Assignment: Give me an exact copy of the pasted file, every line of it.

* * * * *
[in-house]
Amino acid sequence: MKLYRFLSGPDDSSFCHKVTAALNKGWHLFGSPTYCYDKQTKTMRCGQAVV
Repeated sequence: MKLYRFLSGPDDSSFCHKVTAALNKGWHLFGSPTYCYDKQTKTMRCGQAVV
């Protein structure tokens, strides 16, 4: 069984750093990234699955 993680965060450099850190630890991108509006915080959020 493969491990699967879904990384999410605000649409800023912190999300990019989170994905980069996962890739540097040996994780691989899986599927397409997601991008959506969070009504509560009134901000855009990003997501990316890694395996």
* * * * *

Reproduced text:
[in-house]
Amino acid sequence: MKLYRFLSGPDDSSFCHKVTAALNKGWHLFGSPTYCYDKQTKTMRCGQAVV
Repeated sequence: MKLYRFLSGPDDSSFCHKVTAALNKGWHLFGSPTYCYDKQTKTMRCGQAVV
């Protein structure tokens, strides 16, 4: 069984750093990234699955 993680965060450099850190630890991108509006915080959020 493969491990699967879904990384999410605000649409800023912190999300990019989170994905980069996962890739540097040996994780691989899986599927397409997601991008959506969070009504509560009134901000855009990003997501990316890694395996």